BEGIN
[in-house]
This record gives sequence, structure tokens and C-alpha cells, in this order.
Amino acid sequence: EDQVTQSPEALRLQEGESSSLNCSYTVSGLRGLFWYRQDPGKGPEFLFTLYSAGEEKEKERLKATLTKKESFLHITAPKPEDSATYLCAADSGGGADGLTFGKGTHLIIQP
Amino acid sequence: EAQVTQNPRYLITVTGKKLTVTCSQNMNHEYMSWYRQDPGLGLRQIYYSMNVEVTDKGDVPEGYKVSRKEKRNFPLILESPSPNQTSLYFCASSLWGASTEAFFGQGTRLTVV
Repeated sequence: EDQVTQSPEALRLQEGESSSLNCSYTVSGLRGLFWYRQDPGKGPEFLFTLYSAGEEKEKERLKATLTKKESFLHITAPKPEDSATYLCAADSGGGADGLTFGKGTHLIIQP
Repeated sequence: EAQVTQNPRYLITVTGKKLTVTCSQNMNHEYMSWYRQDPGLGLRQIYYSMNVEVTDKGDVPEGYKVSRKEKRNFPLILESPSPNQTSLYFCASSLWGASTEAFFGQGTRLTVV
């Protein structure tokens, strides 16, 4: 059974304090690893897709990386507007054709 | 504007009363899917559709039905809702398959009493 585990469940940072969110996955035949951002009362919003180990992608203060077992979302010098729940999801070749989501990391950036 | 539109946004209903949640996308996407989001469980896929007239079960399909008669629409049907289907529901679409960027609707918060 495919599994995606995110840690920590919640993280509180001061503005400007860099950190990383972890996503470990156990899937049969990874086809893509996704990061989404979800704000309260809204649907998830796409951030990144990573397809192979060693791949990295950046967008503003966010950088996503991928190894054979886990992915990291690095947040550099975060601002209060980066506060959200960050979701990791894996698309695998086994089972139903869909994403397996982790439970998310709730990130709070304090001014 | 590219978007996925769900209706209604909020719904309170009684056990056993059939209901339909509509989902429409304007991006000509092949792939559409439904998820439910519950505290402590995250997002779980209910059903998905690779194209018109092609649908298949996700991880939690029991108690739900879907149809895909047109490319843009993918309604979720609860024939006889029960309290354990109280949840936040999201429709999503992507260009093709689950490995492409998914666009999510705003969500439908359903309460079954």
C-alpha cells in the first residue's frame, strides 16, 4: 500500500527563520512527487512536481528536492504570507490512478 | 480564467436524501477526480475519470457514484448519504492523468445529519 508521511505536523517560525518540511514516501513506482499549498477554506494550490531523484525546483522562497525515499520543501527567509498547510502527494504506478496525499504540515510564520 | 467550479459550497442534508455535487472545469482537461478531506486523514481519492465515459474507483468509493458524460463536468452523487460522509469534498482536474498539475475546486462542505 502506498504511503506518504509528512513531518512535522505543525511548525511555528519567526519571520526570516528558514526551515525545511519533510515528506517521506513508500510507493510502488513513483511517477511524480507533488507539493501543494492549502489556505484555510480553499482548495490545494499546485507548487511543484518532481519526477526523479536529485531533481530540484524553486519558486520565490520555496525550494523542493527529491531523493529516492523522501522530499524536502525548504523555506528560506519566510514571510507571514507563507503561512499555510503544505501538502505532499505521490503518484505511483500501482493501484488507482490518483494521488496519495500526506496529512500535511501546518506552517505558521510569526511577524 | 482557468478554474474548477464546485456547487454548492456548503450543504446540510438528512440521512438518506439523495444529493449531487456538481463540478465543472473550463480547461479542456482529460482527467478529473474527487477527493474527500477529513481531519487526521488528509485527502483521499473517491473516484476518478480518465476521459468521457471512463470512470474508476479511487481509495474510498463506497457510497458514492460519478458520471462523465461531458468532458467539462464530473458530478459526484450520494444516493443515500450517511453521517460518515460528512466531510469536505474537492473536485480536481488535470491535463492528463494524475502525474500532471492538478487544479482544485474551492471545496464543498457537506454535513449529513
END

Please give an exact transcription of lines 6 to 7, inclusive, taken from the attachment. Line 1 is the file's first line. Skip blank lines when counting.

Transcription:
Repeated sequence: EAQVTQNPRYLITVTGKKLTVTCSQNMNHEYMSWYRQDPGLGLRQIYYSMNVEVTDKGDVPEGYKVSRKEKRNFPLILESPSPNQTSLYFCASSLWGASTEAFFGQGTRLTVV
């Protein structure tokens, strides 16, 4: 059974304090690893897709990386507007054709 | 504007009363899917559709039905809702398959009493 585990469940940072969110996955035949951002009362919003180990992608203060077992979302010098729940999801070749989501990391950036 | 539109946004209903949640996308996407989001469980896929007239079960399909008669629409049907289907529901679409960027609707918060 495919599994995606995110840690920590919640993280509180001061503005400007860099950190990383972890996503470990156990899937049969990874086809893509996704990061989404979800704000309260809204649907998830796409951030990144990573397809192979060693791949990295950046967008503003966010950088996503991928190894054979886990992915990291690095947040550099975060601002209060980066506060959200960050979701990791894996698309695998086994089972139903869909994403397996982790439970998310709730990130709070304090001014 | 590219978007996925769900209706209604909020719904309170009684056990056993059939209901339909509509989902429409304007991006000509092949792939559409439904998820439910519950505290402590995250997002779980209910059903998905690779194209018109092609649908298949996700991880939690029991108690739900879907149809895909047109490319843009993918309604979720609860024939006889029960309290354990109280949840936040999201429709999503992507260009093709689950490995492409998914666009999510705003969500439908359903309460079954």